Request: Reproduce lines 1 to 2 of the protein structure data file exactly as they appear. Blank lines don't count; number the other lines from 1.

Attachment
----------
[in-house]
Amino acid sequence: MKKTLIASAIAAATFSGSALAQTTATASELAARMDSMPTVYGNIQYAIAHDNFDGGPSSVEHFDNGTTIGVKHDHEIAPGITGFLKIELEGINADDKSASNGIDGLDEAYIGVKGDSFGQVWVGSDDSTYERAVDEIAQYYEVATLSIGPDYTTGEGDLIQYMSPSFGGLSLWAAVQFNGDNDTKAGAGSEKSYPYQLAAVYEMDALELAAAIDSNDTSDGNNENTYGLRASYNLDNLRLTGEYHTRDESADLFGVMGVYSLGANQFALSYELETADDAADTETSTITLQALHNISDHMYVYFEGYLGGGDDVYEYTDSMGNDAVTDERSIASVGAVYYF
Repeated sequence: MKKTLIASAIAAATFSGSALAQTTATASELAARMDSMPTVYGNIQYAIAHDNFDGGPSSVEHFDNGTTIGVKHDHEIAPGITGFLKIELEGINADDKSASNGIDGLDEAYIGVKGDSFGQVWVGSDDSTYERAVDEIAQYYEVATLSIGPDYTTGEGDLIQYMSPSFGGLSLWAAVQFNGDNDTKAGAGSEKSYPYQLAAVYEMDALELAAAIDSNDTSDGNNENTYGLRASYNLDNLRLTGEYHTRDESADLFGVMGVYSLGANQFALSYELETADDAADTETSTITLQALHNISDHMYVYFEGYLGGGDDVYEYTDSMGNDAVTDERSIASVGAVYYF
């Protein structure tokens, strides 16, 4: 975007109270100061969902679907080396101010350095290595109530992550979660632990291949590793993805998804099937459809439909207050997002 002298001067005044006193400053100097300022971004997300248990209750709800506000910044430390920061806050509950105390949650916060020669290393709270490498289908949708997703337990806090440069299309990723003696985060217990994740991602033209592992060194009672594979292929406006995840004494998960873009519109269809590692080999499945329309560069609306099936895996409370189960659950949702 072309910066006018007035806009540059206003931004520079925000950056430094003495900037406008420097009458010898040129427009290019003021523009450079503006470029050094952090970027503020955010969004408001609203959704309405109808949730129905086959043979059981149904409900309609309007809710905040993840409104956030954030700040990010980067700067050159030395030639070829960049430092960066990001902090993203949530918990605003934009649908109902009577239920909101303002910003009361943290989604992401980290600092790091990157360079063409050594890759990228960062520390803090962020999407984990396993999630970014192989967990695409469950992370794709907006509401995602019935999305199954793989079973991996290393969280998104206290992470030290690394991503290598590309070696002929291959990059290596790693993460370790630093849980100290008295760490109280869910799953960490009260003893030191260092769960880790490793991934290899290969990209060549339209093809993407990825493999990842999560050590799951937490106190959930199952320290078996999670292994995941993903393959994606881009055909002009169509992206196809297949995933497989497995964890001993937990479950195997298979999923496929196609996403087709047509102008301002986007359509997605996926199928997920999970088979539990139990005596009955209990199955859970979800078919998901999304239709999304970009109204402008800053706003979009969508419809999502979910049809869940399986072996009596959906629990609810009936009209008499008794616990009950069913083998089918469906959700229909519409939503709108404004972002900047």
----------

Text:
[in-house]
Amino acid sequence: MKKTLIASAIAAATFSGSALAQTTATASELAARMDSMPTVYGNIQYAIAHDNFDGGPSSVEHFDNGTTIGVKHDHEIAPGITGFLKIELEGINADDKSASNGIDGLDEAYIGVKGDSFGQVWVGSDDSTYERAVDEIAQYYEVATLSIGPDYTTGEGDLIQYMSPSFGGLSLWAAVQFNGDNDTKAGAGSEKSYPYQLAAVYEMDALELAAAIDSNDTSDGNNENTYGLRASYNLDNLRLTGEYHTRDESADLFGVMGVYSLGANQFALSYELETADDAADTETSTITLQALHNISDHMYVYFEGYLGGGDDVYEYTDSMGNDAVTDERSIASVGAVYYF